The MoU, that dates back to 1996, is the cradle of a Land Management capacity building project that matured into a fully-fledged Department of Land Management at the Polytechnic of Namibia, offering a comprehensive suite of degrees, diplomas and certificates in Land Management related fields comparable to none in the SADC region. More than 60 staff members of the former Ministry of Lands, Resettlement and Rehabilitation graduated in Land Management related disciplines at various levels at that time. In addition, the programme attracted over 60 students from Botswana, Lesotho, Mozambique, South Africa, Swaziland, Tanzania and Zambia during the same period.
This initiative, funded by the Royal Dutch Government for over a decade, was technically supported by ITC. The cooperation also availed scholarships to academic and MLR staff to study at ITC in the Netherlands for Master’s and PhD degrees. NUST also jointly hosted and delivered several refresher courses for ITC African alumni, capacity development and training for Mozambique and the first regional Global Land Tool Network for decision makers with ITC.
In order to remain relevant, focal areas have been timely reviewed to meet the ever-changing needs of communities in Namibia, in particular, and the SADC region at large. The Faculty of Natural Resources and Spatial Sciences now offers undergraduate and postgraduate programmes with the first PhD in design this year, without losing the philosophy of integrating and fusing geospatial information and communication technologies (i.e. GeoICTs) across all disciplines. The qualifications offered in these fields include Geomatics, Geo-information Technology, Town and Regional Planning, Regional and Rural Development, Agriculture Management, Natural Resources Management, Land Administration, Property Studies, and Architecture at undergraduate level while Masters qualifications include Spatial Science, Earth Observations, Natural Resources Management and Agribusiness.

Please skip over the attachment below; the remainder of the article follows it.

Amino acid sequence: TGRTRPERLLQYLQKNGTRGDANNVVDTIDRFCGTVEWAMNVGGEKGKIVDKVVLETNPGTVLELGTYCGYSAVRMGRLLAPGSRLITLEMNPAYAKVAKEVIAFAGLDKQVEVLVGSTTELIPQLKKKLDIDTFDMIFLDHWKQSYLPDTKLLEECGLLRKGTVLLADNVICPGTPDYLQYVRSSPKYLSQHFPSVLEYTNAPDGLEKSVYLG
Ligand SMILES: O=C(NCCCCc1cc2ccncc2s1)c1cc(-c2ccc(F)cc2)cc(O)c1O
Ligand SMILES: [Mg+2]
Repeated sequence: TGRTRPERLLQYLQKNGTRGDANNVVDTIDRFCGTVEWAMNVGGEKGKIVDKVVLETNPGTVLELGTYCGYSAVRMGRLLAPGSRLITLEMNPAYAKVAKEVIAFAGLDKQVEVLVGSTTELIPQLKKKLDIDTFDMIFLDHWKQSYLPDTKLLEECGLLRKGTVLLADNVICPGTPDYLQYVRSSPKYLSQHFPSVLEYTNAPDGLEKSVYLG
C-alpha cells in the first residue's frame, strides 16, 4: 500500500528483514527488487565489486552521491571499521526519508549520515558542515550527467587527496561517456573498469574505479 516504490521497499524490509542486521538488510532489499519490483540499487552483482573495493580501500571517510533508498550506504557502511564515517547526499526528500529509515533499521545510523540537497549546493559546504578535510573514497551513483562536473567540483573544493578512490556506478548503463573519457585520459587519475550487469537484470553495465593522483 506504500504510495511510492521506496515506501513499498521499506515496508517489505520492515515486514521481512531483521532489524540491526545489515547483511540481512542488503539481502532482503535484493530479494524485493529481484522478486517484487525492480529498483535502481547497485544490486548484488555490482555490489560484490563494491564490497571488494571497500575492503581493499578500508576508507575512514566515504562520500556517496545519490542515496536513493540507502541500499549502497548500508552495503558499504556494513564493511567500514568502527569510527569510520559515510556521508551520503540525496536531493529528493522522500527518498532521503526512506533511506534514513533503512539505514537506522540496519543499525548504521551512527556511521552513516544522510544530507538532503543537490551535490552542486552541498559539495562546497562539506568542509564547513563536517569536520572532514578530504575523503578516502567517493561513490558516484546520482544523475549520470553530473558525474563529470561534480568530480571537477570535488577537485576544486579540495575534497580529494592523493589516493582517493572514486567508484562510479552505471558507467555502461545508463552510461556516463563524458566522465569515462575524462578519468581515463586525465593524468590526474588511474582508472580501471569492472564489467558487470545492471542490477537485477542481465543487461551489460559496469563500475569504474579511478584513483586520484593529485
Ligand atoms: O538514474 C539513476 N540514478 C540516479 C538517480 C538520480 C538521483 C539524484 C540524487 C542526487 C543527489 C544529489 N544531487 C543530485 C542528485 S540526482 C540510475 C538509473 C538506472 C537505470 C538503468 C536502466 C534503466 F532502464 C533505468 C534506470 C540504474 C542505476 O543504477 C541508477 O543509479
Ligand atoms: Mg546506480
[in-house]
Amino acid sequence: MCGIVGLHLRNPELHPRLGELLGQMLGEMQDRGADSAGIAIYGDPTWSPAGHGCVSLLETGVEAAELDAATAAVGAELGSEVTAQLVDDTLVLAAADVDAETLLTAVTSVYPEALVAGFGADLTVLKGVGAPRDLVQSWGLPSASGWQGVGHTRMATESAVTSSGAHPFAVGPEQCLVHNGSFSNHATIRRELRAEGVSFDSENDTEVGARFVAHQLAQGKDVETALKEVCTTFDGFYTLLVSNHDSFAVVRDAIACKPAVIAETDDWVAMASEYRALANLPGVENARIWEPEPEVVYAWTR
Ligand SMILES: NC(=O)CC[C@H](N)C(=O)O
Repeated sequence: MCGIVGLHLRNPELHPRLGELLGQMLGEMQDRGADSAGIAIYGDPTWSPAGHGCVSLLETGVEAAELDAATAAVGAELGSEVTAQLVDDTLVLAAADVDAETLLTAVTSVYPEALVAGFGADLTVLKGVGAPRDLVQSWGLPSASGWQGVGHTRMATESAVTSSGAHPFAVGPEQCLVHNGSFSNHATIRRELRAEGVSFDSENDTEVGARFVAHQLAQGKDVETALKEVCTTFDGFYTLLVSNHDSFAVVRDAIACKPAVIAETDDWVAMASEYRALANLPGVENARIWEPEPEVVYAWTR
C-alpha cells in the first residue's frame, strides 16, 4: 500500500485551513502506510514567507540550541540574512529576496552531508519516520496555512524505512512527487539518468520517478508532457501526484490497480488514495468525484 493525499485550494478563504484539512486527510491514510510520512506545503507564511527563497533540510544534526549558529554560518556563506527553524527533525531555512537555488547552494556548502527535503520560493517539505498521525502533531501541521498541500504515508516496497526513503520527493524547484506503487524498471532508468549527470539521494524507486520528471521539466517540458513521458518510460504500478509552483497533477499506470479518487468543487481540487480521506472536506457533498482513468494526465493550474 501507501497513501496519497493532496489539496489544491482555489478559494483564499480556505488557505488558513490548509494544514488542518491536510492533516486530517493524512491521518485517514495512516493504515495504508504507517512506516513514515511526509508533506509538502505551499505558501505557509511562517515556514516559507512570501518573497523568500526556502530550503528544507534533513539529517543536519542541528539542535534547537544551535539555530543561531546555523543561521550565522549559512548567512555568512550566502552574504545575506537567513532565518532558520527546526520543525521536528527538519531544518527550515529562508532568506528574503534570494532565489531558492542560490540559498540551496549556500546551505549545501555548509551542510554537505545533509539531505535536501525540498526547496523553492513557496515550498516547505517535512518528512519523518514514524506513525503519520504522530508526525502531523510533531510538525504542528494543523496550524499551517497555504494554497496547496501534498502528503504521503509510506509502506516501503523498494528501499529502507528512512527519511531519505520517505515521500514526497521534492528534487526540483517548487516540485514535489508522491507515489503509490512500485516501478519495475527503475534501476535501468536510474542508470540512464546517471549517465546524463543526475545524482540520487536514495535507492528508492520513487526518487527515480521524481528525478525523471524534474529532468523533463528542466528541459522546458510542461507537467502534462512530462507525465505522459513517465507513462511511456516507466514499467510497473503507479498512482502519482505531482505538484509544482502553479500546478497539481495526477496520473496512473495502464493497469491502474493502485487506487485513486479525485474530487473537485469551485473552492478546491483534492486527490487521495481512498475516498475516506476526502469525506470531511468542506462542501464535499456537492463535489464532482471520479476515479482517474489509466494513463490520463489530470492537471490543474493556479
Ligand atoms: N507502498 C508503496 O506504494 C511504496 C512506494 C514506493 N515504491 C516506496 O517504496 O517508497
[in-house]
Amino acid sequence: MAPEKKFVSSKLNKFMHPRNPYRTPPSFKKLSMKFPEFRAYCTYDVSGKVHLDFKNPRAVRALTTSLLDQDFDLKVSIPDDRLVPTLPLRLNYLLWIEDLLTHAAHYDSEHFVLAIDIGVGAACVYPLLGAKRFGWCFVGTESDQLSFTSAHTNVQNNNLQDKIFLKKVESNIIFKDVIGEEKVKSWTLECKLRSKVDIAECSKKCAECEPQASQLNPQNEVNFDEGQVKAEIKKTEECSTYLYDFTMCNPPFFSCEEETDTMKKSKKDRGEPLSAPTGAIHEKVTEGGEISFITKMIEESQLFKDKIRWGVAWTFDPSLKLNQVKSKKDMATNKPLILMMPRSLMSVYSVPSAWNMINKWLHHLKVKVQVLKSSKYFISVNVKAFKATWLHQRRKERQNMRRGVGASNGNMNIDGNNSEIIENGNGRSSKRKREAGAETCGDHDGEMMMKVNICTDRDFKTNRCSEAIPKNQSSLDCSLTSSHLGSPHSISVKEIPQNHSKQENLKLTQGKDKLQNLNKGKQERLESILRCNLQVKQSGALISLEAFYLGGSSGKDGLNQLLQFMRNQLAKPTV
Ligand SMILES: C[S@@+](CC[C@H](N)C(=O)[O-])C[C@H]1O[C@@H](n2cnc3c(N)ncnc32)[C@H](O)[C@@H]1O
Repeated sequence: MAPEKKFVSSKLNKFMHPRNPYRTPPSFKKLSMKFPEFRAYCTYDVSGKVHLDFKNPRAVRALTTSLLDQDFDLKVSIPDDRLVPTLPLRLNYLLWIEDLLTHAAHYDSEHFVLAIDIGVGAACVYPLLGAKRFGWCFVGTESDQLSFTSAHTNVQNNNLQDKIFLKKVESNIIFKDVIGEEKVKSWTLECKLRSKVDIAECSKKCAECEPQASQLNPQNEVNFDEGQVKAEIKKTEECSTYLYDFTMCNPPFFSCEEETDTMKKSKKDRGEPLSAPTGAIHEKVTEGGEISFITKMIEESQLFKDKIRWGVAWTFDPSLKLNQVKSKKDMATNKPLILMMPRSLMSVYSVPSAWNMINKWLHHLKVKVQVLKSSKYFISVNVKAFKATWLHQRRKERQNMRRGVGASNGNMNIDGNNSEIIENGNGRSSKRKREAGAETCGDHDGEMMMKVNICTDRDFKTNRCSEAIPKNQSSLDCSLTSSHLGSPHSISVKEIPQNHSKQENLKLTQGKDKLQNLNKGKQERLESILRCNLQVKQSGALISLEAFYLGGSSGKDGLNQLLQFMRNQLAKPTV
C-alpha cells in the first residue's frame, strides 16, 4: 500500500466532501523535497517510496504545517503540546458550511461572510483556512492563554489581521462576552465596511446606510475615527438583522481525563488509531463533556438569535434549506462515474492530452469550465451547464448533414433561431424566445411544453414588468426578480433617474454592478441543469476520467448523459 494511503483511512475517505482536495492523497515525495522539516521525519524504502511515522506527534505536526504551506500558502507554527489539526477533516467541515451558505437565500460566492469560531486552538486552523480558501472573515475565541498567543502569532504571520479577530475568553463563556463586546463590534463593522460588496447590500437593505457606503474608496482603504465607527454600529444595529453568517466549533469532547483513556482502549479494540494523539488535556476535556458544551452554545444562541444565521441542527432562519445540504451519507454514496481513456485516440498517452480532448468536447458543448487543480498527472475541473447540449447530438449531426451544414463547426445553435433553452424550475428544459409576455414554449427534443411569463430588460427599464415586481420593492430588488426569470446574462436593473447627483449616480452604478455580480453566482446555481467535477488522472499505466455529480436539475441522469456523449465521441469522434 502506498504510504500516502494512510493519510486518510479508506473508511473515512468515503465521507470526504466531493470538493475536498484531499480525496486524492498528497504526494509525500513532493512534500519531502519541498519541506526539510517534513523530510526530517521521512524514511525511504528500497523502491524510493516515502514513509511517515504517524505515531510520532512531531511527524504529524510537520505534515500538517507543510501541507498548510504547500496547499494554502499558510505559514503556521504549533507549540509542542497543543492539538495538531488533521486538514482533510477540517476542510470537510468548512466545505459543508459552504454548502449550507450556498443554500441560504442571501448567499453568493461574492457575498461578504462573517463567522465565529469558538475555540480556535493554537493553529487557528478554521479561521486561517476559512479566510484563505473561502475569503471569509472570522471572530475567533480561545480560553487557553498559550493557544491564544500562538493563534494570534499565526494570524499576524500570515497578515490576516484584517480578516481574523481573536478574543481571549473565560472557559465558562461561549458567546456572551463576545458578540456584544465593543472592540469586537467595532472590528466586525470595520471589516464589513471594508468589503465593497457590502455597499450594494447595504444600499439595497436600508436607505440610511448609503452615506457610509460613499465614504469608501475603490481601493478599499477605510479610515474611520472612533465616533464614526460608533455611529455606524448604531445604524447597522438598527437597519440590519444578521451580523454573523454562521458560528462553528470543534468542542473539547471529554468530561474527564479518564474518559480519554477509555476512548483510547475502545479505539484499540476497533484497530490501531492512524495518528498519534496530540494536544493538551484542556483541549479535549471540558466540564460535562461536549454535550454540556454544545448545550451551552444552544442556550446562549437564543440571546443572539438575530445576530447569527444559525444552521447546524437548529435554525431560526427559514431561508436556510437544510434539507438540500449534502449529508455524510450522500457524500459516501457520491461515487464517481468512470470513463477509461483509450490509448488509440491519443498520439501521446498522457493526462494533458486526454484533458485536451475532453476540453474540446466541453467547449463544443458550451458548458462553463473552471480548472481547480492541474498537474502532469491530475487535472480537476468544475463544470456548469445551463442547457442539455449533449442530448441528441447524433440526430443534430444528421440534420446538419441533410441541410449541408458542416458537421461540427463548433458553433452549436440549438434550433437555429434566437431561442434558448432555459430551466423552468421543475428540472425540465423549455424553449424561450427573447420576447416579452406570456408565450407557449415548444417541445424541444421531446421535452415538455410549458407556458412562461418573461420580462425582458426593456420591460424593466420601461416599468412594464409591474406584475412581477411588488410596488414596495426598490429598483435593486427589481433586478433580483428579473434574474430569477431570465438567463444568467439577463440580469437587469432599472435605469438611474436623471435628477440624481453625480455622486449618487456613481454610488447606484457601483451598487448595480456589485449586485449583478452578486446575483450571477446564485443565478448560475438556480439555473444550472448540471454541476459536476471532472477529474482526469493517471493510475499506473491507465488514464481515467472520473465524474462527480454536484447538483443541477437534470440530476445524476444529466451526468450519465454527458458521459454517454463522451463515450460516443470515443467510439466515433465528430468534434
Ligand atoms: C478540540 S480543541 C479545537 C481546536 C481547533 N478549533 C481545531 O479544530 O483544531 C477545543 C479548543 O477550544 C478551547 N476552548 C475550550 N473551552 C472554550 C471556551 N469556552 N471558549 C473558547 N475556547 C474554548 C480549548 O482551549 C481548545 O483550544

The Vice-Chancellor, Prof Tjama Tjivikua, expressed his gratitude and said: “Through this funding we were able to deliver one of the most basic needs of humanity in the form of land. One cannot address issues of livelihood such as food, energy and shelter without land. We were able and continue now to support the land reform programme with practical skills and knowledge through education, training and advisory services. We are grateful to the Royal Dutch Government for adding value to Namibia’s development.”
The renewed MoU now focuses on knowledge creation and deployment through research and innovation to take the existing land resources and manage them more efficiently. “Partnering with a globally recognised technical university with over 900 spin-off ventures is crucial for us and Namibian society”, Tjivikua concluded.
The Rector of ITC, Prof Tom Veldkamp, acknowledged NUST’s vision and said that he and his team found great pleasure in working with the most innovative Namibian institution. He welcomed the need to lift the cooperation to enhance creation of new knowledge to support sustainable development in Namibia and the SADC region.